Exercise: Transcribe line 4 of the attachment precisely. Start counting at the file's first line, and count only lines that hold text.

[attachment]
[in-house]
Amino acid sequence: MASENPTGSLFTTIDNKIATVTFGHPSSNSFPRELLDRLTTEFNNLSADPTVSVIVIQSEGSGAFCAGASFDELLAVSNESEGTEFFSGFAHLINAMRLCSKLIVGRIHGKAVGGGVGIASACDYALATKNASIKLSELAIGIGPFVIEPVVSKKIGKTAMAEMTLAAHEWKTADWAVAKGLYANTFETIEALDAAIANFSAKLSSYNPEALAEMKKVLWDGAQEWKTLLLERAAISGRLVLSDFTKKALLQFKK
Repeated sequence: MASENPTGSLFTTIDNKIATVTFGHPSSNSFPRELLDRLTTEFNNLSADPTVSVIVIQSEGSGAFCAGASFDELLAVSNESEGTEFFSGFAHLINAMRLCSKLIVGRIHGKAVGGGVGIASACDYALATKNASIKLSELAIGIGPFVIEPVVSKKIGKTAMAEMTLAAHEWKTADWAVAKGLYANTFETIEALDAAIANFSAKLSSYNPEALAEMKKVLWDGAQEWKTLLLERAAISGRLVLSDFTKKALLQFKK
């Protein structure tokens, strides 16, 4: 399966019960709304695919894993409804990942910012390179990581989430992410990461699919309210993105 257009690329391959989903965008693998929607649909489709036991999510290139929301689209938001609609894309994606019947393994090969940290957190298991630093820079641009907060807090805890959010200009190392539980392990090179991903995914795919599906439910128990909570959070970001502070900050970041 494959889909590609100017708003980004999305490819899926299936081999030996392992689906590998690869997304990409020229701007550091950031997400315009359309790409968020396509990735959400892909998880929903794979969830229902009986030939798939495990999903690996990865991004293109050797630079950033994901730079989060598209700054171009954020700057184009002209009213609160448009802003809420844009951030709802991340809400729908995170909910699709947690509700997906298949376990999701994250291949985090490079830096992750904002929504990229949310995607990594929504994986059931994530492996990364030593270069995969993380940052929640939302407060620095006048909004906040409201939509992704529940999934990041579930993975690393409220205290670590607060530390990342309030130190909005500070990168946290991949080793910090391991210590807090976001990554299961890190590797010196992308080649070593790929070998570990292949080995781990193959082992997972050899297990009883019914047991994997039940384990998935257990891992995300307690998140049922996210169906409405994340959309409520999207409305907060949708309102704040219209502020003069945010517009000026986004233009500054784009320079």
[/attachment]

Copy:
């Protein structure tokens, strides 16, 4: 399966019960709304695919894993409804990942910012390179990581989430992410990461699919309210993105 257009690329391959989903965008693998929607649909489709036991999510290139929301689209938001609609894309994606019947393994090969940290957190298991630093820079641009907060807090805890959010200009190392539980392990090179991903995914795919599906439910128990909570959070970001502070900050970041 494959889909590609100017708003980004999305490819899926299936081999030996392992689906590998690869997304990409020229701007550091950031997400315009359309790409968020396509990735959400892909998880929903794979969830229902009986030939798939495990999903690996990865991004293109050797630079950033994901730079989060598209700054171009954020700057184009002209009213609160448009802003809420844009951030709802991340809400729908995170909910699709947690509700997906298949376990999701994250291949985090490079830096992750904002929504990229949310995607990594929504994986059931994530492996990364030593270069995969993380940052929640939302407060620095006048909004906040409201939509992704529940999934990041579930993975690393409220205290670590607060530390990342309030130190909005500070990168946290991949080793910090391991210590807090976001990554299961890190590797010196992308080649070593790929070998570990292949080995781990193959082992997972050899297990009883019914047991994997039940384990998935257990891992995300307690998140049922996210169906409405994340959309409520999207409305907060949708309102704040219209502020003069945010517009000026986004233009500054784009320079």